First, the facts:
Author: Rebecca Burgess
Published by: Artisan, 2011
Part 1: Getting Started
1. The Gatherer, Gardener, and Dye Maker
2. Materials and Tools of the Trade
3. Master Dye Recipes
Part 2: The Seasons
The In-Depth Look:
I know, this seems an odd book for me to get, considering I don’t dye my own yarns, but it was so gorgeous, I couldn’t resist.
And when I say gorgeous … my very first comment to you is that this book has some of the most beautiful photographs. Many of them showing a picture of the plant alongside a finished yarn dyed from it. That alone is interesting, since some of the dyes look nothing like what you’d expect to come from a plant that color. And it makes it so, so nice to browse through.
The author starts by evoking the history of dyeing. “The cave paintings of Lascaux, the red woven strands of Native American basketry, and the bright fuchsia tones of Aztec cotton robes all attest to the eternal desire to express ourselves through the use of color. In fact, it seems as if natural dye processes are as ancient as the origins of human creativity. For thousands of years, the art and craft of natural dyeing has connected our creative urges with the inner workings of the natural world.”
She follows this by discussing how much better it is for the environment when we not only use natural dyes, but when we use the ones we can find in our own backyard.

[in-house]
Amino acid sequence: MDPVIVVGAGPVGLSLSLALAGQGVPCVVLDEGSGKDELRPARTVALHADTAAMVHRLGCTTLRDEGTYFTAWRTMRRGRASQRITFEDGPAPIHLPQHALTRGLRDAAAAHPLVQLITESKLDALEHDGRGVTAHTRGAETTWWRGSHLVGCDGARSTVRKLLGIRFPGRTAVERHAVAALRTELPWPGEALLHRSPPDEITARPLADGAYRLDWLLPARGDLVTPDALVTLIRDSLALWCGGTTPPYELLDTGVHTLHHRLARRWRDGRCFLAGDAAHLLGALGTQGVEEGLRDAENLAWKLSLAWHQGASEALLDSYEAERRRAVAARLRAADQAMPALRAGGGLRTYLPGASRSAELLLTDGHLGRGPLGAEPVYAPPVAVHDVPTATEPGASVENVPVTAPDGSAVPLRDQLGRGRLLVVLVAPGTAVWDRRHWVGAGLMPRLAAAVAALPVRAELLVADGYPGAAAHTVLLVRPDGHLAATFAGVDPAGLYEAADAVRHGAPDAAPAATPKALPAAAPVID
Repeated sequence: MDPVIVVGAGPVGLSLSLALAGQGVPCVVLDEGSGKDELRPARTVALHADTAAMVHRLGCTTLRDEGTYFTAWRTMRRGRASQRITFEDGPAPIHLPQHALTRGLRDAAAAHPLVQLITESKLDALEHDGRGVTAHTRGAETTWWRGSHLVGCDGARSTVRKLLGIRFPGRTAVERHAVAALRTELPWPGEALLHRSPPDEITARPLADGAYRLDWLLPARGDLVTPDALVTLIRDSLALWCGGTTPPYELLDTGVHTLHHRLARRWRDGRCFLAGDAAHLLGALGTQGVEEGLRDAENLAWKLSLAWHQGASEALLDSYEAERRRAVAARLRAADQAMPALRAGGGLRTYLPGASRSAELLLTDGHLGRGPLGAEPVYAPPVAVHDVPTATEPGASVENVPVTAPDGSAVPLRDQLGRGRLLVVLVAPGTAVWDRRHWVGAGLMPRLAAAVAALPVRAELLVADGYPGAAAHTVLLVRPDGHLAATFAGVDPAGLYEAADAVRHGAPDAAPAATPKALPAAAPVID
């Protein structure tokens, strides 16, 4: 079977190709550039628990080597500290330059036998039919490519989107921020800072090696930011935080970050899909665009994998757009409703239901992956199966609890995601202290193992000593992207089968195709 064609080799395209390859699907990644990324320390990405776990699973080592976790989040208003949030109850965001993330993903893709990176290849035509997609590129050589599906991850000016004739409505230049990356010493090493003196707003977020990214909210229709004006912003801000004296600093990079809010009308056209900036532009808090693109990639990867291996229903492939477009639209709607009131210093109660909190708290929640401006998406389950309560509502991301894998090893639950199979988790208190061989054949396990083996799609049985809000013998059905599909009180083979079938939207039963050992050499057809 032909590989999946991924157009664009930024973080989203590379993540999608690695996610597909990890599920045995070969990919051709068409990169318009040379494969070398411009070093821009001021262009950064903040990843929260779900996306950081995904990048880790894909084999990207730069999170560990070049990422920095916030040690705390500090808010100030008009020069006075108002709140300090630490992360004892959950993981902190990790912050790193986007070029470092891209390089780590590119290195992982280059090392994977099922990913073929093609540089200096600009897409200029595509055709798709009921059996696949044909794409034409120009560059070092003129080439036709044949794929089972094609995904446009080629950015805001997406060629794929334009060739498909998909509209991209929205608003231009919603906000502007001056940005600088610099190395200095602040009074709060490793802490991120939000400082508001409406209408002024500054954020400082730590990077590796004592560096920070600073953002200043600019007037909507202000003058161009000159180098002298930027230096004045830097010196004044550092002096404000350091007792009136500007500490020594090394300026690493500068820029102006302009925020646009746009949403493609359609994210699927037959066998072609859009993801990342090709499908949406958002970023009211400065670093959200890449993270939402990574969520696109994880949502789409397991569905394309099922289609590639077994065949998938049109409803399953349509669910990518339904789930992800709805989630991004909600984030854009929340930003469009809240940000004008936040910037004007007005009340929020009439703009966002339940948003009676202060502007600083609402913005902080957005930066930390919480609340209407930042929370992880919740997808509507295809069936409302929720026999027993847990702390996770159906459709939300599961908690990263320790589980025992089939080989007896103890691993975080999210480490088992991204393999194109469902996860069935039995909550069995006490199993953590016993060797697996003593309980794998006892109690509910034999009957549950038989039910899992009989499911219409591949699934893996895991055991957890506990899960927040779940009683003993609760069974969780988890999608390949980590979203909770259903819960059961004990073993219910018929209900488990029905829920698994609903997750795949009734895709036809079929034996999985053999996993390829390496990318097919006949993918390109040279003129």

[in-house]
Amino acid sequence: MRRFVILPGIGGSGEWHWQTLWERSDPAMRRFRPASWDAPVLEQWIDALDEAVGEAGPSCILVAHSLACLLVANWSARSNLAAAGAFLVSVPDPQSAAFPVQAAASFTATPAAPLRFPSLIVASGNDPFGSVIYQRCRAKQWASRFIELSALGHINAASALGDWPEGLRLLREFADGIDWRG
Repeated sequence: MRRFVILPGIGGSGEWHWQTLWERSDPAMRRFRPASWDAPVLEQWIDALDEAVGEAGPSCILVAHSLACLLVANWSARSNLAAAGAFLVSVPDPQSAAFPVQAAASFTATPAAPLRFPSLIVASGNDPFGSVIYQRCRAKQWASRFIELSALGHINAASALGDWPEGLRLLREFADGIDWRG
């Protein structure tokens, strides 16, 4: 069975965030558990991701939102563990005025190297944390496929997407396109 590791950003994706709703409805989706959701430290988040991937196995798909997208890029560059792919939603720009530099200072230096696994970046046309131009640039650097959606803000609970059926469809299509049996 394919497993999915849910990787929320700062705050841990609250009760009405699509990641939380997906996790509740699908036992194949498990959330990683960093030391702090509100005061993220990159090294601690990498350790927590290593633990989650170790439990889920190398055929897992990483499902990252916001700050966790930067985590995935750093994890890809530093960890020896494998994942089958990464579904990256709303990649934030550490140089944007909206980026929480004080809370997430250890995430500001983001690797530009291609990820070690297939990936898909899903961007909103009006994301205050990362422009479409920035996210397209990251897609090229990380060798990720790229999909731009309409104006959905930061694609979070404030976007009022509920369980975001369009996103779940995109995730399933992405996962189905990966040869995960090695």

The book begins with instructions on how to gather your dye sources and how to use them. She goes into specific detail about the etiquette of gathering sources from private and public lands (something which I’ve been curious about), and she also talks about planting Dye-Gardens and frankly, as a person who lives in a townhouse with no garden and who spends very little time outdoors in the sun, I found this entire section fascinating.
Then, of course, there are details about fiber and how to dye, and what kind of mordants to use … all useful but fairly straight-forward stuff.
But that is followed with the real reason we’re all here–the plants themselves.
The rest of the book is divided by seasons … the time of year you can harvest each plant. And each is helpfully accompanied by a map of North America with the local region highlighted. The plants are shown in their natural, growing state, and there are pictures of the portions you use to dye, and what the finished yarn will look like (with or without mordants).
Really, there is a ton of information in this beautiful book. (I DID mention how darn pretty the whole thing is, right? Because it bears repeating.) There are even a couple knitting patterns (and by “a couple,” I counted four–one for each season).
Overall? Lovely book that almost makes me want to dye. You can get your copy at Amazon.com.